I’d like to share four extracts from recent reading.
In Anne Morrow Lindberg’s book ‘Gifts from the Sea’ first written over 60 years ago -
It is not the desert island nor the stony wilderness that cuts you off from people you love. It’s the wilderness in the mind. When one is a stranger to oneself then one is stranger to others too.
If one is out of touch with oneself then one cannot touch others. In Nelson Mandela’s biography he advised his then wife Winnie how to use her upcoming jail time -
You may find that the cell is an ideal place to get to know yourself, to search realistically and regularly the process of your own mind and feelings. In judging our process as individuals, we tend to focus on external facts such as one’s social position, influence and popularity, wealth and standard of education …. but internal factors may be even more crucial in assessing one’s development as a human being: honesty, sincerity, simplicity, humility, purity, generosity, absence of vanity, readiness to serve your fellow men - qualities within the reach of every soul -are the foundation of one’s spiritual life. At least if nothing else, the cell gives you the opportunity to look daily into your entire conduct to overcome the bad and develop whatever is good in you. Regular meditation, say about fifteen minutes a day before you turn in, can be very fruitful in this regard. You may find it difficult at first to pinpoint the negative factors in your life, but the tenth attempt may reap rich rewards. Never forget that a saint is a sinner who keeps on trying.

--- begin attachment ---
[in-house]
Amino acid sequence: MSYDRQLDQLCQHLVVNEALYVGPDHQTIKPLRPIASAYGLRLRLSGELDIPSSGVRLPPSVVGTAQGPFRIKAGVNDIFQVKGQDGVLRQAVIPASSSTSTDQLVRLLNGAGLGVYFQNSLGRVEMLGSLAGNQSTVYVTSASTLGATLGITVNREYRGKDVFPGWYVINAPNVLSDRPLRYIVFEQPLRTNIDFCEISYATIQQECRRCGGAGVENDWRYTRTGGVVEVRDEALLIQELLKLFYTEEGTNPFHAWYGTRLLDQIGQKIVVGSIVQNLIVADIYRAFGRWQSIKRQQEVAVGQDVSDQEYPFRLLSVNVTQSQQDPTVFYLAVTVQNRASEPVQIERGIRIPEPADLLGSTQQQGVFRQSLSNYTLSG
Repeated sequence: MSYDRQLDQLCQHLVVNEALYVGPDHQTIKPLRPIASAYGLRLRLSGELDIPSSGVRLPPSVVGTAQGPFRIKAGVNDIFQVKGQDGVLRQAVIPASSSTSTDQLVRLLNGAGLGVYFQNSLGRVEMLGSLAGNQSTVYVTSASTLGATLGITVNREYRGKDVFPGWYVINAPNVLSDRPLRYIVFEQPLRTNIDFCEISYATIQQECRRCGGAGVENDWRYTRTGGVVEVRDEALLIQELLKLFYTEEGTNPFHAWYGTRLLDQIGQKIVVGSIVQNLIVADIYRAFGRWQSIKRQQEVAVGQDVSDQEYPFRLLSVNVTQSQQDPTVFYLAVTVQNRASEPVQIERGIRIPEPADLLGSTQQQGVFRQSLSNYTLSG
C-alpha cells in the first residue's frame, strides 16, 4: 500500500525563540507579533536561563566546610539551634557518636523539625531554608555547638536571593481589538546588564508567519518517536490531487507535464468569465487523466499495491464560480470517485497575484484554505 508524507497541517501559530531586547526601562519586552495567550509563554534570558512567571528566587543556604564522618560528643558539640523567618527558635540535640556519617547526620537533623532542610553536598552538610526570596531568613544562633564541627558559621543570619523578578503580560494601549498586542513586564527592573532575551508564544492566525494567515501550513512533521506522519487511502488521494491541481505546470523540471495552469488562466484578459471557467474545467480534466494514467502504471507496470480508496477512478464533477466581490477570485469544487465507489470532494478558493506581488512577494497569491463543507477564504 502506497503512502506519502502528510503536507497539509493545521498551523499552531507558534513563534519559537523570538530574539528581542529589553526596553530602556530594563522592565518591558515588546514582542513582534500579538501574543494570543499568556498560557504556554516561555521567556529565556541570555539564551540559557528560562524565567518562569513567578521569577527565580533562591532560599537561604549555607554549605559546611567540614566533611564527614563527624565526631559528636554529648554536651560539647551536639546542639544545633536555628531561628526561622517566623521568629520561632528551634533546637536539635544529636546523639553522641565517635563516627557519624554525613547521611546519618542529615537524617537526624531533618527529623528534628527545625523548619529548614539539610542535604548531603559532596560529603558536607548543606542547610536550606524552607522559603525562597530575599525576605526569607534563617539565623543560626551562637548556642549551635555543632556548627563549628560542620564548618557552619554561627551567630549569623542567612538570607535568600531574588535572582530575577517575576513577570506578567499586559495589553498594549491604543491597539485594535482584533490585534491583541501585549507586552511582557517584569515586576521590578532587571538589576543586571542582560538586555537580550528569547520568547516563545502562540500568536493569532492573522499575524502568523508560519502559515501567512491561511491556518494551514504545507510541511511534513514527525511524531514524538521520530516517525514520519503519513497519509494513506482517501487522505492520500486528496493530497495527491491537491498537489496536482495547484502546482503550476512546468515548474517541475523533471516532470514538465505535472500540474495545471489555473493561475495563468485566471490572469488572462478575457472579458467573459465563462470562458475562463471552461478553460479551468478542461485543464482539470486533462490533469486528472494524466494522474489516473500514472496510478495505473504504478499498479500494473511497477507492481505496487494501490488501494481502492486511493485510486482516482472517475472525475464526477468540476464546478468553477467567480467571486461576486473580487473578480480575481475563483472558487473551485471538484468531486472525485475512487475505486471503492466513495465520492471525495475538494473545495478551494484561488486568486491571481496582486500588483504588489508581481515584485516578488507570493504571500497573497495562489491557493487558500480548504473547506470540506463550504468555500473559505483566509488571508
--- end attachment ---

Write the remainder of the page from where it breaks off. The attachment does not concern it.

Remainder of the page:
Richard Rohr in a daily meditation quoted George Washington Carver (1864-1943) who suggests –
How far you go in life depends on
Your being tender with the young, Compassionate with the aged, Sympathetic with the striving and Tolerant of the weak and the strong
…. Because someday in your life you will have been all of these …
I have to say that each one presented me with a specific challenge in being authentic, contemplative and generous of spirit on my journey.